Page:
Carmel Magazine

Summer/Fall 2020

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Page 115 of 171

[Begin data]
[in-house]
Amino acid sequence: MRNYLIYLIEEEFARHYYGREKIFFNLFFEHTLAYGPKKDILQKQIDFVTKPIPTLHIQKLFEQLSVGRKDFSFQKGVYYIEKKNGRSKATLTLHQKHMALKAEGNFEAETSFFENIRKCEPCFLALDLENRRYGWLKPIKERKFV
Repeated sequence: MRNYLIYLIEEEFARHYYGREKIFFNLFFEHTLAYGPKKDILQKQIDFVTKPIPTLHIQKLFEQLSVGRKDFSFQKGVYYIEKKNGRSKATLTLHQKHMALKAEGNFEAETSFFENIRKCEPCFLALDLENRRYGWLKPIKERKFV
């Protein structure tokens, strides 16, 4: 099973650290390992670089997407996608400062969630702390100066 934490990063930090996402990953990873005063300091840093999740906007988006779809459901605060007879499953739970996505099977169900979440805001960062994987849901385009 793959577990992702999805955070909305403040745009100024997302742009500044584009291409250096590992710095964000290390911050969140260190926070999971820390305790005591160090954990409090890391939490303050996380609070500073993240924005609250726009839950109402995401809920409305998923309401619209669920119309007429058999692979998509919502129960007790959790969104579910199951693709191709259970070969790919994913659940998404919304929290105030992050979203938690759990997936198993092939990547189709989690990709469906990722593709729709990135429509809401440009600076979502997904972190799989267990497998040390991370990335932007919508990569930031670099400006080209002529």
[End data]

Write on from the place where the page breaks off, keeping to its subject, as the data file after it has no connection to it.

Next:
Jules Tavernier – "Twilight Encampment along the Carmel River," circa 1876 This rare early painting captures a quiet reverie of twilight's last glowing embers, rendered from their sylvan encampment along the Carmel River. Collection of Paula and Terry Trotter, Trotter Galleries, Inc. 114 C A R M E L M A G A Z I N E • S U M M E R / F A L L 2 0 2 0 A rtists of all types have main- tained a long-held love affair with the Monterey Penin- sula in general, Carmel in par ticular. For nearly one and a half centuries, all manner—poets, musicians, writers, sculptors, painters—have been drawn as moths to a flame by the area's unparalleled beauty, temperate climate and (once) inexpensive cost of living. The earliest Bohemian painters formed a tightly woven community of like-minded professionals. The work they produced was distributed through- out the world to people hungry for glimpses of a Wild American West that was swiftly disap- pearing under the onslaught of rapid popula- tion and technological growth. Their legacy lives on in those who followed these pioneers in choosing the Peninsula as the ideal place to work and raise their families. "Those late 19th- and early 20th-century painters were among the area's first environ- mentalists," says Joaquin Turner, a painter and gallery owner ( whose work has been deeply informed and influenced by those innovators. "They saw that the landscape of Monterey was changing," he says. The turn of the century was transitional: this stretch of the Central Coast was evolving from the colonial, horse-and-wagon community it was since the 1700s arrival of Spanish explor- ers. Change came slowly here; it was a sleepy backwater for the most par t, but the innova- tions of the 1900s were slowly being intro-

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